Officials recognize breakthroughs in bulk buying
Agencies, acting differently and under new pressures, are reconsidering strategic sourcing's benefits
- By Matthew Weigelt
- Nov 04, 2010
As their budgets get tighter, federal agencies seem more willing to stick to their promises to buy strategically, a fundamental change from the past, two officials said recently.
Agencies are being pressured to find ways to save money, said Steve Kempf, commissioner of the General Services Administration’s Federal Acquisition Service, at the Coalition for Government Procurement’s annual Fall Conference Nov. 2. Obama administration officials have ordered agencies to find ways to cut their spending habits while they are also receiving less money from Congress.
Kempf said contracting work is growing for agencies, and many of them see no let-up in the workload for their strained acquisition workforces. Meanwhile, agencies have started to collaborate more than in the past, which is crucial to strategic sourcing.
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The push by senior administration officials is helping, said Lesley Field, deputy administrator of the Office of Federal Procurement Policy (OFPP), at the conference.
“The stars are aligned,” she said. “You’ve got a good convergence of senior-level management and the working-group management. We’ve got some great potential.”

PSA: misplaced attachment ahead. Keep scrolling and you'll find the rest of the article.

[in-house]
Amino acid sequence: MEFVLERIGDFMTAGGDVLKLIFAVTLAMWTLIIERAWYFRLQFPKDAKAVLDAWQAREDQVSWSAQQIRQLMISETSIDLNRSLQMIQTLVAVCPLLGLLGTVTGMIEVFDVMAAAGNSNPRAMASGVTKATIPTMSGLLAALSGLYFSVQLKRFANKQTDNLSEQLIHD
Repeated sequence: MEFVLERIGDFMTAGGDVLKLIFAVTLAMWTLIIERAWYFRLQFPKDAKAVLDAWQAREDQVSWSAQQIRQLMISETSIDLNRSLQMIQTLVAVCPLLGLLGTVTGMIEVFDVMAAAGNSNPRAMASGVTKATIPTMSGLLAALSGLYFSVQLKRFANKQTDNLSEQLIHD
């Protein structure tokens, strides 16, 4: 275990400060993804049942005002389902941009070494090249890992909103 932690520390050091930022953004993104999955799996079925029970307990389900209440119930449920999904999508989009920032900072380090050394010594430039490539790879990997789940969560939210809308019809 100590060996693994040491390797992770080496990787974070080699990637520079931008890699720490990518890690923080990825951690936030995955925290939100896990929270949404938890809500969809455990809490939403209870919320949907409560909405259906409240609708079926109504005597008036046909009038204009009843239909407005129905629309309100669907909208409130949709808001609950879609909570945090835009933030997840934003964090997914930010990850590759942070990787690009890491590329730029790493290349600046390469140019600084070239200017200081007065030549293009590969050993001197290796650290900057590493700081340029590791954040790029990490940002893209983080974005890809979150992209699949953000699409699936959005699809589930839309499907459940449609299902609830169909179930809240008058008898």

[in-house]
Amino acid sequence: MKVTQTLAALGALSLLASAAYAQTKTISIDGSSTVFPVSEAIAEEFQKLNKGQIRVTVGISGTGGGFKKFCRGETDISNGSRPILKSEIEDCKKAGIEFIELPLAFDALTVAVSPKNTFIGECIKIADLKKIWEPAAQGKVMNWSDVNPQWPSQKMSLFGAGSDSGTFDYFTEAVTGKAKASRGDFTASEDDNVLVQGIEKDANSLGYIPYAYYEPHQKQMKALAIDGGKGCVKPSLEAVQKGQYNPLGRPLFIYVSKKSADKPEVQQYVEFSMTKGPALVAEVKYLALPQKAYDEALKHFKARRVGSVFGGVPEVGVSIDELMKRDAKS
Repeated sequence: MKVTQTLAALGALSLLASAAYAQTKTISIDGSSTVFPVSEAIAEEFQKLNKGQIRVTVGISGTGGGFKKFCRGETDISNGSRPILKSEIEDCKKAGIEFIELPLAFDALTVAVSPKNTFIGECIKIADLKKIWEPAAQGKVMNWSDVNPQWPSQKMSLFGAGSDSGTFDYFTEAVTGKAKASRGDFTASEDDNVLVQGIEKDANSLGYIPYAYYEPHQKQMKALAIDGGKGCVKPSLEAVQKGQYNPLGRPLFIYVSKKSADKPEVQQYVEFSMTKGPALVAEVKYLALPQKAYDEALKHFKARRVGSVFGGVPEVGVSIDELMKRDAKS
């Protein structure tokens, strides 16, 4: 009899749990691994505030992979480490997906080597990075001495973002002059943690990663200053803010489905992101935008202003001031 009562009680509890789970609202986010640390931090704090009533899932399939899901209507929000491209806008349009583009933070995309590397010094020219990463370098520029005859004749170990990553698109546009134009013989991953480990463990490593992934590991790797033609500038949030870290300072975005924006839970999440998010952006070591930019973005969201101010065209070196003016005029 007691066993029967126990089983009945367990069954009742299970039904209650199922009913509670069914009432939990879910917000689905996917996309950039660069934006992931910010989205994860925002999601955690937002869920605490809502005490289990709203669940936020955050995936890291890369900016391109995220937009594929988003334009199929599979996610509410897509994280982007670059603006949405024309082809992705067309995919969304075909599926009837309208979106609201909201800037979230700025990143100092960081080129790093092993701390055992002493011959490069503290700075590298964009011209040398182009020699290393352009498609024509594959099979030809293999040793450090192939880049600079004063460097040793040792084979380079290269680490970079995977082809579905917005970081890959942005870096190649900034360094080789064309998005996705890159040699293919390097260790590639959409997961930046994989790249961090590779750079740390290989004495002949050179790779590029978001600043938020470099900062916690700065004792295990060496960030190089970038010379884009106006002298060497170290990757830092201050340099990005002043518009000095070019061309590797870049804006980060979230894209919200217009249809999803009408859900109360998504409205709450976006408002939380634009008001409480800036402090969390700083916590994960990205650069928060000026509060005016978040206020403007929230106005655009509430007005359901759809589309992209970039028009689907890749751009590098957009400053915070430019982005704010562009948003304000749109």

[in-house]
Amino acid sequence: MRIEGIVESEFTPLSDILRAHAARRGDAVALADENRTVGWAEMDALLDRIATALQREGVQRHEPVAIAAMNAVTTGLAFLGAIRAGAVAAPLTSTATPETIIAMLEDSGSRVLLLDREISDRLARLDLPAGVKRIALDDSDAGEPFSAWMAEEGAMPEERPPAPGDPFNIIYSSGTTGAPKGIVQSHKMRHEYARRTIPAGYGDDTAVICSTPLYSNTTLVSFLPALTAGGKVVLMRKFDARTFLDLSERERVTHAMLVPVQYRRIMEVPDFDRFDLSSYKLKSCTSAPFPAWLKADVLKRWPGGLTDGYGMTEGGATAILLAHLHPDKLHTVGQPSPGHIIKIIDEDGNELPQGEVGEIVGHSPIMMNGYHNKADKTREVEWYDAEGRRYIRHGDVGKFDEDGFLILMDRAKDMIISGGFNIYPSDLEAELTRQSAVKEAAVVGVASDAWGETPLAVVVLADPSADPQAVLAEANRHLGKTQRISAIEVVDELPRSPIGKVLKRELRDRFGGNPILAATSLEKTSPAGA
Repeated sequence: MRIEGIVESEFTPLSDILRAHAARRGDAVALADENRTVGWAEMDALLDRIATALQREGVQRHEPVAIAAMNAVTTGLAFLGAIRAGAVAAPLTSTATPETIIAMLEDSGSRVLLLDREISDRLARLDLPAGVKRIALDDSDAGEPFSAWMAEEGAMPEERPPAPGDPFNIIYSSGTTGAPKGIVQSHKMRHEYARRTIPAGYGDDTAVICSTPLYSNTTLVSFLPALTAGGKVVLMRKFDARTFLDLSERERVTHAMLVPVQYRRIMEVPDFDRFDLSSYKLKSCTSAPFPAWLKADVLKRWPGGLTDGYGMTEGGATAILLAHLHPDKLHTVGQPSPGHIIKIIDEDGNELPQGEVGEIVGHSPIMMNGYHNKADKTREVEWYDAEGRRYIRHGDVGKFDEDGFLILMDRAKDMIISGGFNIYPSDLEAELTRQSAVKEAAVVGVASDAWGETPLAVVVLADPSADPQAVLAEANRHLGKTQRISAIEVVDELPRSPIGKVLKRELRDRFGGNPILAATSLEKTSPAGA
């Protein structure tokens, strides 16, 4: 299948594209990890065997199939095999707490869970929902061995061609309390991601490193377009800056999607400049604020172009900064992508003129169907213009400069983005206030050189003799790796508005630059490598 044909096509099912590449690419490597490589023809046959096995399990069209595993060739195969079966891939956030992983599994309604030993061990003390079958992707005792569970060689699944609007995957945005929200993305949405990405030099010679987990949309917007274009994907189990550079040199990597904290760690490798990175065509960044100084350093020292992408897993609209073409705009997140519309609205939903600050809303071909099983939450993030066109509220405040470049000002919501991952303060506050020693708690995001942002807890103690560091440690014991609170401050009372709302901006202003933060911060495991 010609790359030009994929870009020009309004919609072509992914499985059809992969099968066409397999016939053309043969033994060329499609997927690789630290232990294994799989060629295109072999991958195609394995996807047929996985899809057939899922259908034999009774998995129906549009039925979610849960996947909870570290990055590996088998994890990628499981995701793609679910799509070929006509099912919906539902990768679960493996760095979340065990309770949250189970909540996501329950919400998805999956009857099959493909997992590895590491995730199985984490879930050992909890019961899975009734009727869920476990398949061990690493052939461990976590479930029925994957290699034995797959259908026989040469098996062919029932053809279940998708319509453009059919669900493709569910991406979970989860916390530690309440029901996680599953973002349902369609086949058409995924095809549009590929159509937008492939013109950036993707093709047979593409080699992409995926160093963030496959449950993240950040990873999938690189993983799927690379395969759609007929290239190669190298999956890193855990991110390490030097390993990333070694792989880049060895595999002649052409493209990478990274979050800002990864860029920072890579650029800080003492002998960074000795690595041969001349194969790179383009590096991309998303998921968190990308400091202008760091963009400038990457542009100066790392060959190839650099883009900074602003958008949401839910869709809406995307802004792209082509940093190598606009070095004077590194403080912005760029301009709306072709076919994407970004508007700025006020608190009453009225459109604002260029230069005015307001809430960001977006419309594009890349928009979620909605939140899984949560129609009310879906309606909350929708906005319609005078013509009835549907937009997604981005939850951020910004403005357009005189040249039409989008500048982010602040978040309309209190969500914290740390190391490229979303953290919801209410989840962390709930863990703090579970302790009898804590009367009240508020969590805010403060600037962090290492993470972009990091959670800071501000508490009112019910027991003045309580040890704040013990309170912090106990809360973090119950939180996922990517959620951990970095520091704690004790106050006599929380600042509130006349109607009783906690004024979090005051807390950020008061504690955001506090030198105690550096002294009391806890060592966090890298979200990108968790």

Strategic sourcing is similar to buying in bulk. Buyers can get a lower price when a large number of products are purchased from one company. GSA recently awarded purchasing agreements to buy office supplies — a commodity every agency uses — as another step in its Federal Strategic Sourcing Initiative. Kempf said officials are considering adding wireless programs that could save $1.65 million, and OFPP Administrator Dan Gordon has talked about buying IT that way.
“I think there are some breakthroughs here that are signaling a change in how GSA and its partners are moving forward with strategic sourcing,” Kempf said.
Agencies can get reduced prices when they buy online, which is how most agencies buy supplies, or use purchase cards, he said. That change could save $200 million in the next four years.
In addition, agency officials have signed letters of commitment saying they will use the purchasing agreements. Those agencies spend an estimated $260 million on office supplies annually.
Kempf said those commitments were a significant change. “People weren’t really thinking that this was actually going to take off” because previous strategic sourcing efforts didn’t fare well, he said.
“While the last administration started strategic sourcing, this administration is moving ahead with strategic sourcing on steroids,” Kempf said.
To do strategic sourcing correctly, Field said officials needs to understand how each commodity is purchased. Agencies must also talk with one another to find areas where they can partner. Finally, both sides of the partnership must be committed and follow through so the government has a better negotiating position.
“That’s really the big thing,” Field said.
Matthew Weigelt is a freelance journalist who writes about acquisition and procurement.